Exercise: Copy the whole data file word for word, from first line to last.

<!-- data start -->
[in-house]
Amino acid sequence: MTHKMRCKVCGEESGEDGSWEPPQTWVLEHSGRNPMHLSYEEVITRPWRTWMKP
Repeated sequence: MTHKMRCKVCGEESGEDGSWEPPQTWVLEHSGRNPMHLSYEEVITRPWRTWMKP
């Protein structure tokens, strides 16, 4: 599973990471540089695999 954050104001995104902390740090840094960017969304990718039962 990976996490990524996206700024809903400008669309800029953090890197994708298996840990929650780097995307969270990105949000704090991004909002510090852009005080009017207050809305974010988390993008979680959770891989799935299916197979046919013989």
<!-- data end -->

[in-house]
Amino acid sequence: MTHKMRCKVCGEESGEDGSWEPPQTWVLEHSGRNPMHLSYEEVITRPWRTWMKP
Repeated sequence: MTHKMRCKVCGEESGEDGSWEPPQTWVLEHSGRNPMHLSYEEVITRPWRTWMKP
């Protein structure tokens, strides 16, 4: 599973990471540089695999 954050104001995104902390740090840094960017969304990718039962 990976996490990524996206700024809903400008669309800029953090890197994708298996840990929650780097995307969270990105949000704090991004909002510090852009005080009017207050809305974010988390993008979680959770891989799935299916197979046919013989």